The latest in our series of tax podcasts focuses on an important recent Supreme Court decision (Raymond Tooth v HMRC) and what it means for discovery assessments in direct tax. Discovery assessments are issued by HMRC inspectors to charge individuals and companies for lost tax. They have generated a huge volume of caselaw and the latest case looked at:
- What constitutes a deliberate inaccuracy by the taxpayer? This matters because a deliberate loss of tax gives HMRC much longer to raise a discovery assessment. Broadly, the Supreme Court decided that only an intention to mislead counts and where an inaccurate entry is explained elsewhere in the document (a so called white space disclosure), there won't have been a deliberate inaccuracy.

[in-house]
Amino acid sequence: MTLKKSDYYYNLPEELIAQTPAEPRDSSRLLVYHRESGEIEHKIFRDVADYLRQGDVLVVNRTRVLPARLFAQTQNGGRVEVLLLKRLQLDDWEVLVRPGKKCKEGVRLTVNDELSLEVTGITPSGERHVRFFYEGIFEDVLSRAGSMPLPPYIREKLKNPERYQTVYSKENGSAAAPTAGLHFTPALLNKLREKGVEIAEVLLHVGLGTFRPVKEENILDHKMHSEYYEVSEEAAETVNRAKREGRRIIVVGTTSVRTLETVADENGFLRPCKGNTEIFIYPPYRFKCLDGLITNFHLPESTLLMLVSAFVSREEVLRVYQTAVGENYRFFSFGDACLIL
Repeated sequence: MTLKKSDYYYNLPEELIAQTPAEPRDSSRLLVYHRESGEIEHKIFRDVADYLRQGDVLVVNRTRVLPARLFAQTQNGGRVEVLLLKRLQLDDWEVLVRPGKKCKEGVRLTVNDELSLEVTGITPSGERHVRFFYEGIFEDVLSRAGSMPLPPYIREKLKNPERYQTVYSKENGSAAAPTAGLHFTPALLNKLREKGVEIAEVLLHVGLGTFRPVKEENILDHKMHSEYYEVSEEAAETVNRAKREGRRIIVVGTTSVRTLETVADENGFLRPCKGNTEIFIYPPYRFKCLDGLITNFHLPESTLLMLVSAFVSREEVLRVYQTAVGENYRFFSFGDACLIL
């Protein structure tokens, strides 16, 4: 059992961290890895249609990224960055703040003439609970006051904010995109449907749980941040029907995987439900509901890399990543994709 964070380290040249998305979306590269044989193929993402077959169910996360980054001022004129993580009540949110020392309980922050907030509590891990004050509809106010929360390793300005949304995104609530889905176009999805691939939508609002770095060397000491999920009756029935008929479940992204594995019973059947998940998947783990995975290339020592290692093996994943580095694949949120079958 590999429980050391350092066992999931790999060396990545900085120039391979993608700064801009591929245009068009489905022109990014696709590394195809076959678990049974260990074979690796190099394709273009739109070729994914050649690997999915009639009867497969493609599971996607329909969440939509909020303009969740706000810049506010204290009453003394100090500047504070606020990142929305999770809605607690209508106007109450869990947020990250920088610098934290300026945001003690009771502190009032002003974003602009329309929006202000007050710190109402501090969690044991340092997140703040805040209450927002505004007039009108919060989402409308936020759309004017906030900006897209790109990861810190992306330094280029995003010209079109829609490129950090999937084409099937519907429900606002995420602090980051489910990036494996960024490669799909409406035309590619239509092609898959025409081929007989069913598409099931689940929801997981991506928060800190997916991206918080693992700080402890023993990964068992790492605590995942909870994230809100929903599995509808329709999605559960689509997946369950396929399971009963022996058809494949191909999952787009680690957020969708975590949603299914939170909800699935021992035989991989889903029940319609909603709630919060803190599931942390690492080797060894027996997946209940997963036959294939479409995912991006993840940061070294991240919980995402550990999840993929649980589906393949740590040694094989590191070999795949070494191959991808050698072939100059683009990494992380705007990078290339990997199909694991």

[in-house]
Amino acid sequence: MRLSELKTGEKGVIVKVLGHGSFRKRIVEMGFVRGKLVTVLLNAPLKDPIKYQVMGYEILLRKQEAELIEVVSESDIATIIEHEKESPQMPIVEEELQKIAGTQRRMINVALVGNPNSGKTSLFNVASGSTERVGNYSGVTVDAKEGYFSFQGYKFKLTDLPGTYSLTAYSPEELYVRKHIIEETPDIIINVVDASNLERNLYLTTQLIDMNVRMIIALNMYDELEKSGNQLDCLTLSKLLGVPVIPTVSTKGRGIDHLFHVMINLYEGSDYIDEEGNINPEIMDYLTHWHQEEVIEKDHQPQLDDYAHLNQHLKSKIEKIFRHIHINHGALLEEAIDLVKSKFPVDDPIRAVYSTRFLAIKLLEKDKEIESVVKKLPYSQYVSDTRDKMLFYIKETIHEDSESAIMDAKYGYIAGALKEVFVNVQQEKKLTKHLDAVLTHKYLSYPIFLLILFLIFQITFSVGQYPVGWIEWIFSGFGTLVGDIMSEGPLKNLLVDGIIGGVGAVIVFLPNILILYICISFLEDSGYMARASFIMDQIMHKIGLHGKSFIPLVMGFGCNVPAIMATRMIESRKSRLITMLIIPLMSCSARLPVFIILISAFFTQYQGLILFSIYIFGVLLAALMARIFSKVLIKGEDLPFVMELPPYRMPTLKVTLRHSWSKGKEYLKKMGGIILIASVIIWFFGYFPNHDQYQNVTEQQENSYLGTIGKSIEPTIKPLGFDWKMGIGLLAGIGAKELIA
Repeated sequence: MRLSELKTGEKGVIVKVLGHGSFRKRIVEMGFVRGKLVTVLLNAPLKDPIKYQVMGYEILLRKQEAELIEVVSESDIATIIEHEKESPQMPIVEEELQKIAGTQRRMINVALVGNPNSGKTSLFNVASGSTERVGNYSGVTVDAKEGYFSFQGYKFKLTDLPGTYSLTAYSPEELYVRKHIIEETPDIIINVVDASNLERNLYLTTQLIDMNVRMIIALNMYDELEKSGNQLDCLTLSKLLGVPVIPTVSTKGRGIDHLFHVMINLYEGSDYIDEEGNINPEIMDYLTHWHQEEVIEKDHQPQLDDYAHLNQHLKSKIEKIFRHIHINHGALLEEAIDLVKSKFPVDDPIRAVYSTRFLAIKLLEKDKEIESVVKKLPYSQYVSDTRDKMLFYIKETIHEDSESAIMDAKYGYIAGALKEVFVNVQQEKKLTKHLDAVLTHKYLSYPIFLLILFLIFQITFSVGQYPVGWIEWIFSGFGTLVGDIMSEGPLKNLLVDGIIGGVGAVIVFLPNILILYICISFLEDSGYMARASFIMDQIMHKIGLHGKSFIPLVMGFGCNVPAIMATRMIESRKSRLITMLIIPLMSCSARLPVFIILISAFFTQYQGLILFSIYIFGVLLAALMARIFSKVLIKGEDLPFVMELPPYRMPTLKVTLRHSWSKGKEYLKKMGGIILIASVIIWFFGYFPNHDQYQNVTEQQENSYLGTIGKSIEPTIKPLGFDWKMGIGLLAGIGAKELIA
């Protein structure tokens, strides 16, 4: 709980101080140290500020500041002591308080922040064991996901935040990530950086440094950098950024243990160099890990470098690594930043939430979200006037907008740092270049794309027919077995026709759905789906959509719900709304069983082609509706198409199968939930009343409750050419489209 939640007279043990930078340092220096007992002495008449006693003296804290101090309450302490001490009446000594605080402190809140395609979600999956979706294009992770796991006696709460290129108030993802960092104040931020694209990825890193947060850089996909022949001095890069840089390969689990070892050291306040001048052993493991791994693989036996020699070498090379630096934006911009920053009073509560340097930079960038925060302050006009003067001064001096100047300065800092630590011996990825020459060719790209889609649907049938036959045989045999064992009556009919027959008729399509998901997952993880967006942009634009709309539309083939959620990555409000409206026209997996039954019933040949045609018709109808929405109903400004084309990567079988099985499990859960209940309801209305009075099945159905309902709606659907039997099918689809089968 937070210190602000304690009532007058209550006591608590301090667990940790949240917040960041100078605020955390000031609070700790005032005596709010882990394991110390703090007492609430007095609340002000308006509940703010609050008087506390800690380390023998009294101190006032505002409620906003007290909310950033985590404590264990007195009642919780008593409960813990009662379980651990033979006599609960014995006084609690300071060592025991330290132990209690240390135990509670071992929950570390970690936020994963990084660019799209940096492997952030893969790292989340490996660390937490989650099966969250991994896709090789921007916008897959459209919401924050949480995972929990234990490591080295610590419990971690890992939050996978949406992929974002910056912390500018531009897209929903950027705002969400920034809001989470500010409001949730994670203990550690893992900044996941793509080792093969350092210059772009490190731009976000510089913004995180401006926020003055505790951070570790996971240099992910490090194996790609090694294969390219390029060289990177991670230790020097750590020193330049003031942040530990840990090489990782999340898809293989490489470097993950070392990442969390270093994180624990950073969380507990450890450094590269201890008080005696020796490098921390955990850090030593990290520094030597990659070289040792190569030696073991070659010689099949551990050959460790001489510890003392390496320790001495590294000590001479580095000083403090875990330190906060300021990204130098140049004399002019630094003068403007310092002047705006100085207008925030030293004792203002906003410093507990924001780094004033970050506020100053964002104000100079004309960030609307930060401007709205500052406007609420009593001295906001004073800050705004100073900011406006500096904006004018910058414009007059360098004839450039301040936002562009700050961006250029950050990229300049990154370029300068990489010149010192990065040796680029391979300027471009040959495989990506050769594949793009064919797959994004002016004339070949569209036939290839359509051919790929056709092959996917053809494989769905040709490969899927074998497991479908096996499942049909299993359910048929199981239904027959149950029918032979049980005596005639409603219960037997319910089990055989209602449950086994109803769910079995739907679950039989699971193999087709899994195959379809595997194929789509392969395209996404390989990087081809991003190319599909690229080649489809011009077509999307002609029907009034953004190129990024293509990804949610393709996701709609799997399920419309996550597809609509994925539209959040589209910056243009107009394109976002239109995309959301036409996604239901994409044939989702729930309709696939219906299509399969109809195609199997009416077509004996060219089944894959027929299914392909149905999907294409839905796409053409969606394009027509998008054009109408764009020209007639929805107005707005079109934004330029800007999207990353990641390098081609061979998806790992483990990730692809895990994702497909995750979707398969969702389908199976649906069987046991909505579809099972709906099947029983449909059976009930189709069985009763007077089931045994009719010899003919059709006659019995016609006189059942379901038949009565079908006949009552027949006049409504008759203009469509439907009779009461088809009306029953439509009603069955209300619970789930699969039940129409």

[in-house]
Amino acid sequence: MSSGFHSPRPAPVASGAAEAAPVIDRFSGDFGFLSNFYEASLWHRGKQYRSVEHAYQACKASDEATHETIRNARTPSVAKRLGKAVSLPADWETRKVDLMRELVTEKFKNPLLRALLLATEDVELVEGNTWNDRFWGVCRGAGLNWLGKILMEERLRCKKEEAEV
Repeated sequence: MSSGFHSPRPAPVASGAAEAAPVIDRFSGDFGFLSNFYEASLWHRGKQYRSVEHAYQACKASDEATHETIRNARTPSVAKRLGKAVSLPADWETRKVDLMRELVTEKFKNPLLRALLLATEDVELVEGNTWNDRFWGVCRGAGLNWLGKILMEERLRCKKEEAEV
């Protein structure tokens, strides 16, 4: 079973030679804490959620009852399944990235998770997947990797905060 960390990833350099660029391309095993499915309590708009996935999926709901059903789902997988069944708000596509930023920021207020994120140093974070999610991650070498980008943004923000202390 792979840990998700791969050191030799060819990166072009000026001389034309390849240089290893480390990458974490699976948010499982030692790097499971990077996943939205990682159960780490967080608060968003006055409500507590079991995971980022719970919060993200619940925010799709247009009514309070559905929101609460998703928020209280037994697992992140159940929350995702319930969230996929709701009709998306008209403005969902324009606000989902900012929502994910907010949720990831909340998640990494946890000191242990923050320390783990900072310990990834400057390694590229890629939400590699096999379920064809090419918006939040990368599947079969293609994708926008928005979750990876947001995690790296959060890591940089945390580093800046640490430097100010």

- Can a discovery assessment become stale if HMRC don't act quickly enough? The Supreme Court held not: despite a recent trend in the cases supporting this type of argument, the Supreme Court decided that, provided the statutory time limits are complied with, there is no additional requirement to act promptly.
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